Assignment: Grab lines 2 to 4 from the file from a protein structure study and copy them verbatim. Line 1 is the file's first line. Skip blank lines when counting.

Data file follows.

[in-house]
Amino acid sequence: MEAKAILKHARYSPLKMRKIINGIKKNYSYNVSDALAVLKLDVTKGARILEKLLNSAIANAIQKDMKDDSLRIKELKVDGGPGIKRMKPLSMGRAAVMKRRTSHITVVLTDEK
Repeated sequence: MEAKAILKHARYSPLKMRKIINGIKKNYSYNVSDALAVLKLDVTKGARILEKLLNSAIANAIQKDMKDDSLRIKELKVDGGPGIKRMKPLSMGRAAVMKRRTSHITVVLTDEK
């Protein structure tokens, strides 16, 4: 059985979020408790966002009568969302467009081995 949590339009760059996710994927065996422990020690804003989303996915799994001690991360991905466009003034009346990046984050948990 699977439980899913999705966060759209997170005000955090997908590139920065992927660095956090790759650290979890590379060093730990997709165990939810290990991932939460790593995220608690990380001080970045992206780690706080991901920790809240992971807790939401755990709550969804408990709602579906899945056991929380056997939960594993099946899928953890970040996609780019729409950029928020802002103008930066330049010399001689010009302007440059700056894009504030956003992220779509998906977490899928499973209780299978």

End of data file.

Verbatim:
Amino acid sequence: MEAKAILKHARYSPLKMRKIINGIKKNYSYNVSDALAVLKLDVTKGARILEKLLNSAIANAIQKDMKDDSLRIKELKVDGGPGIKRMKPLSMGRAAVMKRRTSHITVVLTDEK
Repeated sequence: MEAKAILKHARYSPLKMRKIINGIKKNYSYNVSDALAVLKLDVTKGARILEKLLNSAIANAIQKDMKDDSLRIKELKVDGGPGIKRMKPLSMGRAAVMKRRTSHITVVLTDEK
């Protein structure tokens, strides 16, 4: 059985979020408790966002009568969302467009081995 949590339009760059996710994927065996422990020690804003989303996915799994001690991360991905466009003034009346990046984050948990 699977439980899913999705966060759209997170005000955090997908590139920065992927660095956090790759650290979890590379060093730990997709165990939810290990991932939460790593995220608690990380001080970045992206780690706080991901920790809240992971807790939401755990709550969804408990709602579906899945056991929380056997939960594993099946899928953890970040996609780019729409950029928020802002103008930066330049010399001689010009302007440059700056894009504030956003992220779509998906977490899928499973209780299978």